3. Antiseptic cream, alcohol and hydrogen peroxide (lots of it)
Any wound needs to be cleaned and disinfected. The first step is to flush it with a sterile solution to remove debris. This could be clean drinking water. If it’s safe enough to drink, it’s safe enough for cleaning out a wound, too. But after that, something that will kill bacteria and other germs must be used.
Many people clean the wound with alcohol or hydrogen peroxide and then apply an antiseptic cream. This is ideal, as it provides the maximum protection. You really can’t be too careful where the possibility of infection exists.
4. Clotting agent
Clotting agents, like Quikclot or Celox, help to get wounds to stop bleeding and scab over quicker. This can be very useful in a situation where a wound is bleeding quickly. The more blood a person loses, the longer it takes them to heal. So, using a clotting agent helps to reduce their recovery time. It also can prevent them from bleeding out and dying.
These clotting agents are available either in a granulated powder that is sprinkled on the wound or embedded in bandages of various types (including a sponge). Either will work. The powder is useful for smaller wounds, but larger wounds require the bandages with the clotting agent included.
5. Personal protection equipment
It is important to do everything possible to prevent the spreading of infection and disease. For this reason, medical staff wear masks, gloves and eye protection. Well, if you’re going to be treating patients, you’ll need the same. Non-sterile gloves, which are sufficient for everything short of surgery, come in boxes of 100, in a variety of sizes. Buying them like that helps ensure that you’ll have them when you need them.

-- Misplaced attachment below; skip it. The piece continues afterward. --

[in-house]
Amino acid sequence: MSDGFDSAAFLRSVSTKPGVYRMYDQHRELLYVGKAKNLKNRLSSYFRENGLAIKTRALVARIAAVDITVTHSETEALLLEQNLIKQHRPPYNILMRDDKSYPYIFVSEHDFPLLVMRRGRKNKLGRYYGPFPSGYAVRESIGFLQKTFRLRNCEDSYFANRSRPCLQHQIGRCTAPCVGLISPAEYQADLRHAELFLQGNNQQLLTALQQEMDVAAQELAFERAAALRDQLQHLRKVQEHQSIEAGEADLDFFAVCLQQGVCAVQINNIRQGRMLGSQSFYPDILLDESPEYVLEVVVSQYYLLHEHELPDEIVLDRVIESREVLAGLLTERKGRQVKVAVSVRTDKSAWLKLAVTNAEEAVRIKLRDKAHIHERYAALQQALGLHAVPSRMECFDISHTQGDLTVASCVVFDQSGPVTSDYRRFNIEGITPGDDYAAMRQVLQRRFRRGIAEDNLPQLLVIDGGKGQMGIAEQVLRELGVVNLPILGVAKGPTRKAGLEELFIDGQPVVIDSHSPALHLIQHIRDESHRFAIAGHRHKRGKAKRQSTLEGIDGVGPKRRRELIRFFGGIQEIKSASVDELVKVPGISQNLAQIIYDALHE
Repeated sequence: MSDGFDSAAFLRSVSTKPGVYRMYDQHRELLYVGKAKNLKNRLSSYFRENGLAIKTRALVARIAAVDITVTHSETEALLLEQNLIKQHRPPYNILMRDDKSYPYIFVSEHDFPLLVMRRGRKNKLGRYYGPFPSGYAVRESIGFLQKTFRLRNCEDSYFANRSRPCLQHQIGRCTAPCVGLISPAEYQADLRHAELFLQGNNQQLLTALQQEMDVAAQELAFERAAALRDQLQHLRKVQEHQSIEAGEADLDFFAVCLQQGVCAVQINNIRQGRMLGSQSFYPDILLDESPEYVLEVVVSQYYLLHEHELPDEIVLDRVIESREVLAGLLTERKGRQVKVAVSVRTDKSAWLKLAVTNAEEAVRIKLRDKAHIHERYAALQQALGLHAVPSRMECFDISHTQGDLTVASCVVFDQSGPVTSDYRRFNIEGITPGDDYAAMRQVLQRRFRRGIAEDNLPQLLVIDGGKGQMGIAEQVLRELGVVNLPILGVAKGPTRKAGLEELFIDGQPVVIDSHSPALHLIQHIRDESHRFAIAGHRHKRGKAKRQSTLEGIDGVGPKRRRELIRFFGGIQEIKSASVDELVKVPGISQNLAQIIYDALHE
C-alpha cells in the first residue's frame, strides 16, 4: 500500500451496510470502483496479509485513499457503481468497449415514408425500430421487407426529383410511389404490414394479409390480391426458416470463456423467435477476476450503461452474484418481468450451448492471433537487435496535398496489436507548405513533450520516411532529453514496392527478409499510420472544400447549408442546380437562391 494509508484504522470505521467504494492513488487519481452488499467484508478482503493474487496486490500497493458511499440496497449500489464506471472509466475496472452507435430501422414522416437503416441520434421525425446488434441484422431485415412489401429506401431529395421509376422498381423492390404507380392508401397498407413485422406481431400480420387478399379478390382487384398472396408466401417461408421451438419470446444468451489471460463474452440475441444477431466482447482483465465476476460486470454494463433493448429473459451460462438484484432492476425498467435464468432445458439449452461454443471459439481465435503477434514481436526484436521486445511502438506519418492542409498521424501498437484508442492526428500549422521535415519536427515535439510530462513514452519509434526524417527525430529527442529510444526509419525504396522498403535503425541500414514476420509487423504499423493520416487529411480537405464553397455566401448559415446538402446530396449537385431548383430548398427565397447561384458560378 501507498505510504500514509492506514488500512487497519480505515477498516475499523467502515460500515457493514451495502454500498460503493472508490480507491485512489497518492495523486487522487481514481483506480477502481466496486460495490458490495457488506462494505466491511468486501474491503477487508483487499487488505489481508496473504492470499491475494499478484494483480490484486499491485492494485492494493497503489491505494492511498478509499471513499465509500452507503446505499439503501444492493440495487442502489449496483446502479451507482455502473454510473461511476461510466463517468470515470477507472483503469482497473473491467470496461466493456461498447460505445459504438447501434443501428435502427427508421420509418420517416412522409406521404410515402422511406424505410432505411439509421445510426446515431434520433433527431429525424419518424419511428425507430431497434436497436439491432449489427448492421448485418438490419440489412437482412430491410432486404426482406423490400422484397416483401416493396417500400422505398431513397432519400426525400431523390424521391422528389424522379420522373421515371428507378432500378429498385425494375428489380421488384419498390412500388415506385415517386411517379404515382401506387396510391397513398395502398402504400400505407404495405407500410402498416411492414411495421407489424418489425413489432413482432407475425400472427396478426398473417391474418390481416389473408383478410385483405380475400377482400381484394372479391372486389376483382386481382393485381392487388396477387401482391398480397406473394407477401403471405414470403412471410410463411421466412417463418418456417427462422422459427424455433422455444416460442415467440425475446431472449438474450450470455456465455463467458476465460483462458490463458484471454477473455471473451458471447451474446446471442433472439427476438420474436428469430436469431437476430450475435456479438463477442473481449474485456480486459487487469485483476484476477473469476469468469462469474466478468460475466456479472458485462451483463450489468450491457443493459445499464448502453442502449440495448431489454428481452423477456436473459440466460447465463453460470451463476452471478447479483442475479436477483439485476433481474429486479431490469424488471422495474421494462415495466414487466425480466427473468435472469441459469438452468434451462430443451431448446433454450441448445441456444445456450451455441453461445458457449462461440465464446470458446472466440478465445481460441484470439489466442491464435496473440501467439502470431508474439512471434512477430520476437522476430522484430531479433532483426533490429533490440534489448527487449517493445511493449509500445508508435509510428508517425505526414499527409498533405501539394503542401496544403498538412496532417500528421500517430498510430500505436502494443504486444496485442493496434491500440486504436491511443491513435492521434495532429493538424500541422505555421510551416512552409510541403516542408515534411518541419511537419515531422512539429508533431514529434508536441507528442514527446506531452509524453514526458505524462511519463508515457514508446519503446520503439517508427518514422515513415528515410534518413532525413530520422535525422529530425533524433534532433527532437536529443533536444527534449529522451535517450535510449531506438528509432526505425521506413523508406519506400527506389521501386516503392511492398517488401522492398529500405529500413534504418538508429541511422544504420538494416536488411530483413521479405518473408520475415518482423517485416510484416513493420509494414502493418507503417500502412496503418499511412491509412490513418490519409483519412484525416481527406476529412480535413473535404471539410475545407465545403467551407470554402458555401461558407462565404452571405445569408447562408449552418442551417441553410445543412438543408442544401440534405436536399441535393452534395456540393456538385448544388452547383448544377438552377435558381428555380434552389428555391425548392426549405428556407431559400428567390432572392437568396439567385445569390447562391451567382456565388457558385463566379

The most common place for pathogens to enter the body is the face. You have more naturally occurring openings in your skin, there in your face, than anywhere else in your body. That makes it necessary to protect your face from splashing blood and the droplets of sneezes. A medical face mask and simple plastic goggles is sufficient for this.
Gaping wounds need more than a bandage; they need the skin brought back together and held there for healing. In a hospital, they accomplish this with stitches. You can do the same, although it’s recommended to practice beforehand, as sewing up someone’s body is different than sewing on a button.
But there’s an easier way — adhesive sutures. 3M’s Steri-Strips and butterfly bandages both work well for this. While both are good, the Steri-Strips come in a package of five, which makes them much easier to work with.
7. Elastic bandages
Elastic bandages are useful for a host of things, especially dealing with broken or sprained limbs. Keep an assortment of sizes on hand, so that you have the right size for every need.